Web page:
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By Nina Shen Rastogi
Thursday, April 30, 2009

Green Lantern, you're always telling us how bad meat is for the environment. I'm willing to throw some more zucchini kebabs on my barbecue this summer, but are all meats equally awful? Or are there some that I can grill with a little less guilt?

The Lantern loves her roasts and rib-eyes, too, but she's glad the message is starting to sink in: Meat is not sweet, ecologically speaking. According to an extensive United Nations report from 2006, the livestock industry not only uses more land than any other human activity, it's also one of the largest contributors to water pollution and a bigger source of greenhouse-gas emissions than all the world's trains, planes and automobiles combined.

You can do a lot for the planet simply by cutting back your overall meat intake. Food writer Michael Pollan recently suggested that if Americans went meatless one night a week, it would be equivalent to taking "30 to 40 million cars off the road for a year." When you do decide to eat meat, though, you can make a difference by making more responsible selections.

As a general rule, red meat -- beef, lamb, goat and bison -- are the worst offenders. A recent report for Britain's Department for Environment, Food and Rural Affairs compared common animal products across seven categories: use of energy, pesticides, land and nonrenewable resources; and impacts on global warming, acidification and eutrophication (a kind of water pollution in which excess nutrients lead to fish-killing algae blooms). Beef and lamb got the poorest marks of all meats in terms of energy usage, global warming and eutrophication. Beef also used the most land, caused the most acidification and came close to the bottom in the remaining categories. Lamb did better, though -- in fact, it came out the best of all meats in terms of pesticide and nonrenewable resource usage. Overall, chicken and turkey were the greenest meats surveyed.

Cows, sheep and other ruminants end up looking so bad in part because they eat a lot more, pound for pound, than their single-stomach brethren: That means more fertilizers, more pesticides and more energy are required to grow their food. (The livestock industry as a whole consumes a whopping share of the world's crops -- at least 80 percent of all soybeans and more than half of all corn.) One bright side: Ruminants' hardy stomachs can digest cellulose, which means they can graze on grassland other animals can't.

Cattle, at least, also produce more poop than other livestock. A typical cow might drop 22,000 pounds of patties a year. Assuming a high yield of 625 pounds of edible meat, that's about 35 pounds of manure incurred per pound of saleable beef. Chickens, by contrast, come in at about 24 pounds of manure per pound; hogs, around 17.5. Animal manure doesn't just stink; it also releases air-polluting ammonia, nitrous oxide and methane, and can threaten groundwater supplies. (Manure does make an excellent fertilizer, but large farms can end up with more waste than the land can absorb.) Plus, cows and sheep emit plenty of extra methane when they belch and fart. The U.N. report estimates that most of the methane produced by livestock, which accounts for about 37 percent of all anthropogenic methane emissions, comes from gassy ruminants.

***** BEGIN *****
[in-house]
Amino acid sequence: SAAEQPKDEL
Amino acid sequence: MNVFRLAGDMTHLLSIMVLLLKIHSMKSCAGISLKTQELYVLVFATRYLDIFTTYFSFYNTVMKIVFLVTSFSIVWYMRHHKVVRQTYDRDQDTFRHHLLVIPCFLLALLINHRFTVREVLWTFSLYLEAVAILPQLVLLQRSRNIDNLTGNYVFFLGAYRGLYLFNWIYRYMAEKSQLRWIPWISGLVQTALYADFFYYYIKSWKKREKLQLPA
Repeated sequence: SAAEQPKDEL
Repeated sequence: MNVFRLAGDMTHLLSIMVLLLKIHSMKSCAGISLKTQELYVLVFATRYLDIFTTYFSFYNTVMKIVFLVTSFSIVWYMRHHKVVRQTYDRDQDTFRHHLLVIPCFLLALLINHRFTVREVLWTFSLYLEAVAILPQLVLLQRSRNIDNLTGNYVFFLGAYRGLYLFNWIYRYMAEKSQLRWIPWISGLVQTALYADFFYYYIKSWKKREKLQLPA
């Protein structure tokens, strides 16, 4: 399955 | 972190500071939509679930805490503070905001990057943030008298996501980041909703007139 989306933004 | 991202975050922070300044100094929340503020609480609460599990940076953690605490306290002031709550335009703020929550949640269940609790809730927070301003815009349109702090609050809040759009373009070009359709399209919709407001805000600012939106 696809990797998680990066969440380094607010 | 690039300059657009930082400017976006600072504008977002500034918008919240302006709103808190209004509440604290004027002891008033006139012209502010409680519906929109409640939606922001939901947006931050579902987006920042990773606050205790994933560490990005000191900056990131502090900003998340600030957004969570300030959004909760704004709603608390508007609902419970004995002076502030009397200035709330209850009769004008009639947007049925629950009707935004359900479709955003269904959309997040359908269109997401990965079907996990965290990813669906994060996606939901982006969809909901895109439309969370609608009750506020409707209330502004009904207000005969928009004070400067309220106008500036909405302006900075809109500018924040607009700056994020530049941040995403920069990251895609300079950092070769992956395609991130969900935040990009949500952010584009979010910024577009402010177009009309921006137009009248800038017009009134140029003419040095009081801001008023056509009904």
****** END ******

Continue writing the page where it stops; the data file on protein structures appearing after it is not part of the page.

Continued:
What does that all add up to? According to a study published last year in the journal Environmental Science & Technology, the production of red meat generates, on average, four times as many greenhouse-gas emissions as an equivalent amount of chicken or fish, and it turns out more carbon dioxide than an equivalent amount of any other food group. Red meat is so resource-intensive that if we all cut our consumption of it by one-quarter, the reduction in greenhouse gases would be the same as shifting to a 100 percent locally sourced diet.

The authors of that study included pork in their red meat figures. In general, though, pig meat is greener than beef, mutton or other ruminant meats. For one thing, pigs don't expel methane from their digestive tracts throughout the day. They also reproduce more efficiently: Although a cow or sheep may give birth to a single offspring a year, a sow typically has 20 to 30, meaning fewer resources are expended on breeding stock. Finally, pigs take a lot less time -- and therefore less feed -- to reach their market weight. It takes about five to six pounds of feed to produce a pound of edible pork; you'd need about twice as much to produce a pound of beef.

Poultry and eggs come out best of all. Chickens breed furiously (a single bird can produce hundreds of chicks annually) and are highly efficient weight gainers. A recent independent life cycle analysis on U.S. poultry found that producing a calorie of chicken protein required about 5.6 calories of fossil fuels, compared with reported figures of about 14 calories for pork and 20 to 40 for beef. Still, chicken is the most widely eaten meat in America, and its farming has a major impact on the environment. The poultry-broiler industry consumed some 240 billion megajoules of energy in 2005, or the equivalent of 42 million barrels of crude oil. That's more than the entire country of Sri Lanka consumed the same year -- all to keep us well-stocked with wings and drumsticks.


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